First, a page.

“In the Spring a livelier iris changes on the burnish’d dove; In the Spring a young man’s fancy lightly turns to thoughts of love” Alfred, Lord Tennyson
I started this entry to update you on the “Surprise Iris” from the Pleasant Valley Iris Farm, the one which lost its label when they relocated their rhizomes to avoid the fires in California last summer, the one they sent me free to replace one I ordered. (Surprise iris just below)
Even so, as I usually do when I start a post, I begin by doing research. I have to admit it, I’m an info and data junkie, any topic, any time! I am also a Master Gardener, and the iris lore I discovered began to seduce me. Another surprise, Irises not only are lovely and smell great, they come with an unexpected and fascinating history:
In Ancient Greek times, the Greek Goddess Iris was a messenger of the gods and the personification of the rainbow. She served as the link between heaven and earth and was also believed to guide women on their journey to the Elysian Fields. Honoring that, Purple irises were planted over the graves of women to summon the Goddess to guide the dead on their journey. Even today, many Greeks place Iris on the graves of women.
Carvings of iris are found on palace walls in Egypt where the flower stood as a symbol for power and majesty. The early Egyptians saw the leaves as symbolic of a their royal sceptre and an iris bloom was carved on the brow of the Sphinx.
In early times, iris root (Orris root) was dried and used to make perfume, The root was kept for several years to intensify the fragrance which I read smelled like…violets (Violets?) Orris root was also suspended in beer barrels as a preservative and additionally used as an herbal medicine.
The Chinese name for the iris means “butterfly wings” and irises are often grown in Mary Gardens (sacred gardens with a Mary statue), because their leaves are seen as representations of swords and the sorrows which pierced Mary’s heart.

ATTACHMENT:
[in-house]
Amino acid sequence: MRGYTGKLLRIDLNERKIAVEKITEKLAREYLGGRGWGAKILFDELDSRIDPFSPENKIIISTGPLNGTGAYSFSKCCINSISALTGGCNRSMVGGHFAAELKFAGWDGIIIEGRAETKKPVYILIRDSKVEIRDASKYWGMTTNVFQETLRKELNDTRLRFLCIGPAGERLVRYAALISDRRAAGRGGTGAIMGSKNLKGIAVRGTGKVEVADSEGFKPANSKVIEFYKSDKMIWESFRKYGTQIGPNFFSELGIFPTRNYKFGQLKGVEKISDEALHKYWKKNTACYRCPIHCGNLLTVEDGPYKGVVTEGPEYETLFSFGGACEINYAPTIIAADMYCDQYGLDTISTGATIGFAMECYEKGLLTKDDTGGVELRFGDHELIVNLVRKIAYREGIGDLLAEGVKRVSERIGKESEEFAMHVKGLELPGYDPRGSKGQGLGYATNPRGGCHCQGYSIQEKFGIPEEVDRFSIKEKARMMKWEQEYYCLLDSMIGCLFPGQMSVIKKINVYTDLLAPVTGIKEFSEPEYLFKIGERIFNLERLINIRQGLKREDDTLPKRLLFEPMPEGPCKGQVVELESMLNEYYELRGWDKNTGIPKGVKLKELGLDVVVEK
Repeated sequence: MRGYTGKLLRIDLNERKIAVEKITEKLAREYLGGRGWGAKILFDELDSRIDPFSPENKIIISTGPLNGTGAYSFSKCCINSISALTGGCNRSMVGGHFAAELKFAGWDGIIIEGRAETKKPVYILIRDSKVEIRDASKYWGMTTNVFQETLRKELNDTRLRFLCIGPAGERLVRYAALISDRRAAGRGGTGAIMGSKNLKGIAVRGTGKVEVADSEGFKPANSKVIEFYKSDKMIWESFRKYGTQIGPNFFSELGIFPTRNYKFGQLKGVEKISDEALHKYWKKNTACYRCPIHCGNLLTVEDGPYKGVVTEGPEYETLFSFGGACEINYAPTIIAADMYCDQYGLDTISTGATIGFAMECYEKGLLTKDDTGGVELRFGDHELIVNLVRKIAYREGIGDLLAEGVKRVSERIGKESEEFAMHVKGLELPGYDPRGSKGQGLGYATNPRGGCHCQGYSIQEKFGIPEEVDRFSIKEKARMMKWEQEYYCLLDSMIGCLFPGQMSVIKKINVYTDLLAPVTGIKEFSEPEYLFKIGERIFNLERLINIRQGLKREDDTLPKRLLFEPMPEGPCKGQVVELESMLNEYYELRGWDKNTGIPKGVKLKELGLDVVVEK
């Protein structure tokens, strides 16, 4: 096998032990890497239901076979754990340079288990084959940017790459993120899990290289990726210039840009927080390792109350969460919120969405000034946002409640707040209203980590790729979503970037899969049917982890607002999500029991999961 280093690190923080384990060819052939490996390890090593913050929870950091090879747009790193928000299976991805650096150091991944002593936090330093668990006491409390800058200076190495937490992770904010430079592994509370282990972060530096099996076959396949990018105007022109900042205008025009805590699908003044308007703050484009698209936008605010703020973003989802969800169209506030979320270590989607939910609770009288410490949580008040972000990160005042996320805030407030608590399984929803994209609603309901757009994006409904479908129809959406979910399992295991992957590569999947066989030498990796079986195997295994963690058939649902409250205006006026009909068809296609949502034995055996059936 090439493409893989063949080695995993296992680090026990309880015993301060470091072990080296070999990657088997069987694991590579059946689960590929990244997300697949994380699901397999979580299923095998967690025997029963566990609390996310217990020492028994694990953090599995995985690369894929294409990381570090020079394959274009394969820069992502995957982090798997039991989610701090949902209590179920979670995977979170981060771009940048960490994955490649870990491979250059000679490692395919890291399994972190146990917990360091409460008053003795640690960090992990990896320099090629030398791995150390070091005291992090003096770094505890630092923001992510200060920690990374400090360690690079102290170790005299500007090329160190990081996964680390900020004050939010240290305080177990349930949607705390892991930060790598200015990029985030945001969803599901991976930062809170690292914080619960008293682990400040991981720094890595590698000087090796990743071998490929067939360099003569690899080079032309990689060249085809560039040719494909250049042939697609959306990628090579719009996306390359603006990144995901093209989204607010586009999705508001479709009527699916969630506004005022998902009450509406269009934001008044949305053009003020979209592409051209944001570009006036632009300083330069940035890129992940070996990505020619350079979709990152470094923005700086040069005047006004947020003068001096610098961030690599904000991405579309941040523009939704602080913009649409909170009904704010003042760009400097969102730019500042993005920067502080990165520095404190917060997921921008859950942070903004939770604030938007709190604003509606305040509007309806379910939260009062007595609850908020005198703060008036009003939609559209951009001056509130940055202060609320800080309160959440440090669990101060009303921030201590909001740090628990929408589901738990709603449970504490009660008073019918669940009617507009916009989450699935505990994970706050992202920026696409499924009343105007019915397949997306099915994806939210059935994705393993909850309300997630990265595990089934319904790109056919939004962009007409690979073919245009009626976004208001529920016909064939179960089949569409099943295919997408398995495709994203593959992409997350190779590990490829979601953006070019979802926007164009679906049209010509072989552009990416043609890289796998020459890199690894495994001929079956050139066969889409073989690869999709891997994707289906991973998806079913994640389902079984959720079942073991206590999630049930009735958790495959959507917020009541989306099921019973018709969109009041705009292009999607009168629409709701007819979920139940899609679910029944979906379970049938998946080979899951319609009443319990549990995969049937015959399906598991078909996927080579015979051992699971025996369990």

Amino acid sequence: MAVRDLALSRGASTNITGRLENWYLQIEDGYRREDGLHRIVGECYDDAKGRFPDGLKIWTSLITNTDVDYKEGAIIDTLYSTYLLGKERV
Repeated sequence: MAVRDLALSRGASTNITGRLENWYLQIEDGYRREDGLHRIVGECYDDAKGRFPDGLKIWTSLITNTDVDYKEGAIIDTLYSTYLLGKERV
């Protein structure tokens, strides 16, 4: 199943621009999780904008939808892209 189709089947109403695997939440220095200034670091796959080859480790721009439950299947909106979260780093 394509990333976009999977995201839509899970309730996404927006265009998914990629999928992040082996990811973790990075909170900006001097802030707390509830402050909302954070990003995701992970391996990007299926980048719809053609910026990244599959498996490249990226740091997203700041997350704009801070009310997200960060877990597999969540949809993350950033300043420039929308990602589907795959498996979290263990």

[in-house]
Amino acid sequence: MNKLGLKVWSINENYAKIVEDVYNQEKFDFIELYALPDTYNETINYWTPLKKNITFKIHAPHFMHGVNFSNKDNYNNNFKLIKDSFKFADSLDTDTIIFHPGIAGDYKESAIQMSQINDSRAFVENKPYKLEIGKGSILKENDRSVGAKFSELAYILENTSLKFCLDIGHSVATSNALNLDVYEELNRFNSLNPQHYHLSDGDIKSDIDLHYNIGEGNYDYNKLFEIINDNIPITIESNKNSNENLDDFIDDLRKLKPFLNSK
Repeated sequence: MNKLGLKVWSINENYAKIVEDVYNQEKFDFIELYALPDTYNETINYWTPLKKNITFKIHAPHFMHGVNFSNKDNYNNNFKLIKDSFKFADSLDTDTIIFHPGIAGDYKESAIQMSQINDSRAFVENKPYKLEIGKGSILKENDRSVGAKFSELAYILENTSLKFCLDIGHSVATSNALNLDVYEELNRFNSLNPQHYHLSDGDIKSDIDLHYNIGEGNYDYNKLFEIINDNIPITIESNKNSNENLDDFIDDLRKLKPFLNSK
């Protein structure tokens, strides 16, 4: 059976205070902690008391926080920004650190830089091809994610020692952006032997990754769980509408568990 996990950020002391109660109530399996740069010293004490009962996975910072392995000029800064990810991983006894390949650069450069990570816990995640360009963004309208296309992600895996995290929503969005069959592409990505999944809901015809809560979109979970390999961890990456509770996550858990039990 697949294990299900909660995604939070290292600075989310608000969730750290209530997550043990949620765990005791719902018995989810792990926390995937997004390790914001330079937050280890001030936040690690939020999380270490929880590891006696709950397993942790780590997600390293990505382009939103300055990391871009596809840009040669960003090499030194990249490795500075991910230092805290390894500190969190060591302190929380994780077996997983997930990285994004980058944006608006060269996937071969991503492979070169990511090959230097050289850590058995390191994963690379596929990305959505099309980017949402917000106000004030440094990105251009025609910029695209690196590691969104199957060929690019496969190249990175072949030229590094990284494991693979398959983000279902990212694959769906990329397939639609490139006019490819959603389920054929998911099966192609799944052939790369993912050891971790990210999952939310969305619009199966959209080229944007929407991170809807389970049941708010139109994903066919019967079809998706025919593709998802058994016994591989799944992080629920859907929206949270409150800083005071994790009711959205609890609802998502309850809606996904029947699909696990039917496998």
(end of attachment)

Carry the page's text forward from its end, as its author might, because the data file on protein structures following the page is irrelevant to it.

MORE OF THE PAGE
(Water irises to left – the top one looks like a butterfly to me!)
As I posted before Iris was one of my mother’s favorite flowers and thus became one of mine. This was the reason I ordered Irises for my garden. Though I knew I wanted some Purple as they were Mom’s favorites, I struggled to pick just a few because they really did come in a rainbow of colors and hues. They are remarkably easy to grow, perennial, reproduce quickly so you can give some to others, yet they aren’t invasive. They need sun to produce lots of blooms, but are otherwise tolerant of different soil types and water conditions (arid or water varieties). (Fleur-de-lis iris below)
One thing that has long fascinated me is the “language of flowers.” In earlier times, meanings were attached to gifts of herbs and flowers. Irises have had an association with faith, hope, wisdom and cherished friendship as well as intelligence, competence and independence. I don’t know if my mother knew these meanings (no internet back when she was planting them) but, wow, they fit who she was.
So, gifts of iris flowers meant:
* Your friendship means much to me
* I recognize your valor
* I promise my love
* I recognize your loss, I offer my sympathy
* I admire you
* Keep up your courage
* I offer my compliments
Giving someone an iris today can mean: Express who you are, embrace change.
Iris meaning can have slight variation by color:
Blue: Faith, hope
Purple: Wisdom, compliments
Blue and Purple: Royalty
A last bit of Iris history comes from France.
Irises are the floral inspiration of the Fleur-de-lis which was long on the coat of arms of French kings. This dates to Clovis, King of France in 496 who promised his Christian wife to adopt the symbol and Christianity if he won a forthcoming battle. He did and this was probably a much better selection than his original blazon symbol: Three Toads! Ultimately, little wonder given this choice, that line of Kings ended…(the revenge of unfulfilled warts?)
The fleur-de-lis was restored by Henry the VII of France in 1147, again in hopes of winning a battle, and remained a symbol of the French monarchy for over 600 years. Thus, those seeking freedom hated it, so much so that when the French Revolutionaries took power, they set about systematically obliterating every tapestry, carving, stone lintel or banner that existed with an iris fleur-de-lis on it.
Surprise! Iris are also the state flower of Tennessee, and the symbol of New Orleans (think French Connection!)
So, the surprise iris ….creamy white upper petals or standards, a bit of gold at the haft (where standards meet the falls or lower petals.) On this iris the falls are ruffled and have just a touch of white and yellow on the edges. My mom would love this one. (to right)
So I admit it…I am now officially hooked! I want the whole rainbow! Burgundy, red, pink, yellow, orange, peach, mixed variations and purple …lots of purple. After all, I’m going to need them to find my way to the Elysian Fields, which I imagine are a great heavenly garden…filled with irises, of course.